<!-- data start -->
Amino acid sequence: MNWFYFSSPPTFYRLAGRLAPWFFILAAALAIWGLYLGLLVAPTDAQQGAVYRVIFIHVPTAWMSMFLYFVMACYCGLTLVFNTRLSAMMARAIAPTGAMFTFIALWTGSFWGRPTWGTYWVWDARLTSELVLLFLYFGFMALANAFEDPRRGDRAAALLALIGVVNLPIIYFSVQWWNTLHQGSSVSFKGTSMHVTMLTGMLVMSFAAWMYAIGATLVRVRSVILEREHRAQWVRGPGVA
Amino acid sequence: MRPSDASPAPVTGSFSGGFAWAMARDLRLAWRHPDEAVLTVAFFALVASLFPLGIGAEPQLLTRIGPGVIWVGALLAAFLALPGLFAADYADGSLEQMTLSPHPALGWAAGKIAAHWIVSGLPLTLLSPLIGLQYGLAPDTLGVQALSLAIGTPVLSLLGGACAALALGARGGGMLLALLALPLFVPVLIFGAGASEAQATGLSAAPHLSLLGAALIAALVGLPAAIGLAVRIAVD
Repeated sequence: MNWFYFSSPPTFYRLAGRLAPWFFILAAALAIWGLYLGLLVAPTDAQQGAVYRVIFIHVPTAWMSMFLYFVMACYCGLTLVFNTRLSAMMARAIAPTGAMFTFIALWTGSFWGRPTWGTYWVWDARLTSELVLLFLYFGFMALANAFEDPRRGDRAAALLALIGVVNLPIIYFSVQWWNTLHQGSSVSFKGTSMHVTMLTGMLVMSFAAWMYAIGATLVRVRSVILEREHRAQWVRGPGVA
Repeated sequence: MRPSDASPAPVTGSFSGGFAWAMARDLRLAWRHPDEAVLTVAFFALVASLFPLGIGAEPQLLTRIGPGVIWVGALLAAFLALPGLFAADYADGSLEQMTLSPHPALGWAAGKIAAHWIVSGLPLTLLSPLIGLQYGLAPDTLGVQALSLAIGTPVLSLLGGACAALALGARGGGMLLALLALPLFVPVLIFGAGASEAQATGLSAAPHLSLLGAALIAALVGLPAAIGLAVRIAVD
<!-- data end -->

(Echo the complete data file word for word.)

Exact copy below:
Amino acid sequence: MNWFYFSSPPTFYRLAGRLAPWFFILAAALAIWGLYLGLLVAPTDAQQGAVYRVIFIHVPTAWMSMFLYFVMACYCGLTLVFNTRLSAMMARAIAPTGAMFTFIALWTGSFWGRPTWGTYWVWDARLTSELVLLFLYFGFMALANAFEDPRRGDRAAALLALIGVVNLPIIYFSVQWWNTLHQGSSVSFKGTSMHVTMLTGMLVMSFAAWMYAIGATLVRVRSVILEREHRAQWVRGPGVA
Amino acid sequence: MRPSDASPAPVTGSFSGGFAWAMARDLRLAWRHPDEAVLTVAFFALVASLFPLGIGAEPQLLTRIGPGVIWVGALLAAFLALPGLFAADYADGSLEQMTLSPHPALGWAAGKIAAHWIVSGLPLTLLSPLIGLQYGLAPDTLGVQALSLAIGTPVLSLLGGACAALALGARGGGMLLALLALPLFVPVLIFGAGASEAQATGLSAAPHLSLLGAALIAALVGLPAAIGLAVRIAVD
Repeated sequence: MNWFYFSSPPTFYRLAGRLAPWFFILAAALAIWGLYLGLLVAPTDAQQGAVYRVIFIHVPTAWMSMFLYFVMACYCGLTLVFNTRLSAMMARAIAPTGAMFTFIALWTGSFWGRPTWGTYWVWDARLTSELVLLFLYFGFMALANAFEDPRRGDRAAALLALIGVVNLPIIYFSVQWWNTLHQGSSVSFKGTSMHVTMLTGMLVMSFAAWMYAIGATLVRVRSVILEREHRAQWVRGPGVA
Repeated sequence: MRPSDASPAPVTGSFSGGFAWAMARDLRLAWRHPDEAVLTVAFFALVASLFPLGIGAEPQLLTRIGPGVIWVGALLAAFLALPGLFAADYADGSLEQMTLSPHPALGWAAGKIAAHWIVSGLPLTLLSPLIGLQYGLAPDTLGVQALSLAIGTPVLSLLGGACAALALGARGGGMLLALLALPLFVPVLIFGAGASEAQATGLSAAPHLSLLGAALIAALVGLPAAIGLAVRIAVD